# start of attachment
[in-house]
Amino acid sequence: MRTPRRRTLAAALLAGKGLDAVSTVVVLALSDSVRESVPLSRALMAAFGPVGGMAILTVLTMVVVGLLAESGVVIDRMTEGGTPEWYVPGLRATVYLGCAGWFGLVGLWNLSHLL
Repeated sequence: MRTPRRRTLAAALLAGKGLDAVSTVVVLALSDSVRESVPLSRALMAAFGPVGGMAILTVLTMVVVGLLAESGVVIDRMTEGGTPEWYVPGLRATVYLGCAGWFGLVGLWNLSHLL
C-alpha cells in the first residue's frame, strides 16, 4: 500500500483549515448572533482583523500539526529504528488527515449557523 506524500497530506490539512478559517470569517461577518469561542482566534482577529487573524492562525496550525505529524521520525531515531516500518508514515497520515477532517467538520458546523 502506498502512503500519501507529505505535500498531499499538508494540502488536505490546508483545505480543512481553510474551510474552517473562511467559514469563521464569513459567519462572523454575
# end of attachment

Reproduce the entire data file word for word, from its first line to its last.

[in-house]
Amino acid sequence: MRTPRRRTLAAALLAGKGLDAVSTVVVLALSDSVRESVPLSRALMAAFGPVGGMAILTVLTMVVVGLLAESGVVIDRMTEGGTPEWYVPGLRATVYLGCAGWFGLVGLWNLSHLL
Repeated sequence: MRTPRRRTLAAALLAGKGLDAVSTVVVLALSDSVRESVPLSRALMAAFGPVGGMAILTVLTMVVVGLLAESGVVIDRMTEGGTPEWYVPGLRATVYLGCAGWFGLVGLWNLSHLL
C-alpha cells in the first residue's frame, strides 16, 4: 500500500483549515448572533482583523500539526529504528488527515449557523 506524500497530506490539512478559517470569517461577518469561542482566534482577529487573524492562525496550525505529524521520525531515531516500518508514515497520515477532517467538520458546523 502506498502512503500519501507529505505535500498531499499538508494540502488536505490546508483545505480543512481553510474551510474552517473562511467559514469563521464569513459567519462572523454575